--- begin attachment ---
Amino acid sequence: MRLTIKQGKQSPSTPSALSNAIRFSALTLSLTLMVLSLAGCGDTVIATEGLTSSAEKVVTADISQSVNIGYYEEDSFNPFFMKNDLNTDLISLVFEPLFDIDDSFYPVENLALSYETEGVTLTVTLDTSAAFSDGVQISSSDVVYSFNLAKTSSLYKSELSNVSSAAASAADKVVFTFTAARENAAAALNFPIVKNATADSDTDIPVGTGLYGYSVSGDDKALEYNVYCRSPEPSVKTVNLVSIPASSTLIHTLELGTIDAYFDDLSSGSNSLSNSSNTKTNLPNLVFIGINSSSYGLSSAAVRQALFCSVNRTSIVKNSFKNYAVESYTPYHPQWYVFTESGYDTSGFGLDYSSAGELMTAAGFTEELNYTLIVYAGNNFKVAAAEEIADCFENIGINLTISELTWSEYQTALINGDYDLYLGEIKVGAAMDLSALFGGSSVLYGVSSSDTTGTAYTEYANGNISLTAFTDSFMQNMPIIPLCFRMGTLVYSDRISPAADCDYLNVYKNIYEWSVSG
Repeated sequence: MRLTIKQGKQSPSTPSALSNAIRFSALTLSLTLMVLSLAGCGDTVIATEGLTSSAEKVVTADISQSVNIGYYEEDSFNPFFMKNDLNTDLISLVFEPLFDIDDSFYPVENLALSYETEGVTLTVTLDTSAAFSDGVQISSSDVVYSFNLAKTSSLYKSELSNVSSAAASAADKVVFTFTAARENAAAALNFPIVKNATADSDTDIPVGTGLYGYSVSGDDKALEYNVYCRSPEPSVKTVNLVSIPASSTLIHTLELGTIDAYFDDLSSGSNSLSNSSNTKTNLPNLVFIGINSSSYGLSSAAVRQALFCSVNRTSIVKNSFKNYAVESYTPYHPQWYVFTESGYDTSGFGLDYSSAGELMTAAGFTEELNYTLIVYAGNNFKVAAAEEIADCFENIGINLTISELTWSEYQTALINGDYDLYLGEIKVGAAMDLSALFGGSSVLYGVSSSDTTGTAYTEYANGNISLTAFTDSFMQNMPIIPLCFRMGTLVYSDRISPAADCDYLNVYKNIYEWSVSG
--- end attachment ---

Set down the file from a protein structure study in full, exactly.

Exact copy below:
Amino acid sequence: MRLTIKQGKQSPSTPSALSNAIRFSALTLSLTLMVLSLAGCGDTVIATEGLTSSAEKVVTADISQSVNIGYYEEDSFNPFFMKNDLNTDLISLVFEPLFDIDDSFYPVENLALSYETEGVTLTVTLDTSAAFSDGVQISSSDVVYSFNLAKTSSLYKSELSNVSSAAASAADKVVFTFTAARENAAAALNFPIVKNATADSDTDIPVGTGLYGYSVSGDDKALEYNVYCRSPEPSVKTVNLVSIPASSTLIHTLELGTIDAYFDDLSSGSNSLSNSSNTKTNLPNLVFIGINSSSYGLSSAAVRQALFCSVNRTSIVKNSFKNYAVESYTPYHPQWYVFTESGYDTSGFGLDYSSAGELMTAAGFTEELNYTLIVYAGNNFKVAAAEEIADCFENIGINLTISELTWSEYQTALINGDYDLYLGEIKVGAAMDLSALFGGSSVLYGVSSSDTTGTAYTEYANGNISLTAFTDSFMQNMPIIPLCFRMGTLVYSDRISPAADCDYLNVYKNIYEWSVSG
Repeated sequence: MRLTIKQGKQSPSTPSALSNAIRFSALTLSLTLMVLSLAGCGDTVIATEGLTSSAEKVVTADISQSVNIGYYEEDSFNPFFMKNDLNTDLISLVFEPLFDIDDSFYPVENLALSYETEGVTLTVTLDTSAAFSDGVQISSSDVVYSFNLAKTSSLYKSELSNVSSAAASAADKVVFTFTAARENAAAALNFPIVKNATADSDTDIPVGTGLYGYSVSGDDKALEYNVYCRSPEPSVKTVNLVSIPASSTLIHTLELGTIDAYFDDLSSGSNSLSNSSNTKTNLPNLVFIGINSSSYGLSSAAVRQALFCSVNRTSIVKNSFKNYAVESYTPYHPQWYVFTESGYDTSGFGLDYSSAGELMTAAGFTEELNYTLIVYAGNNFKVAAAEEIADCFENIGINLTISELTWSEYQTALINGDYDLYLGEIKVGAAMDLSALFGGSSVLYGVSSSDTTGTAYTEYANGNISLTAFTDSFMQNMPIIPLCFRMGTLVYSDRISPAADCDYLNVYKNIYEWSVSG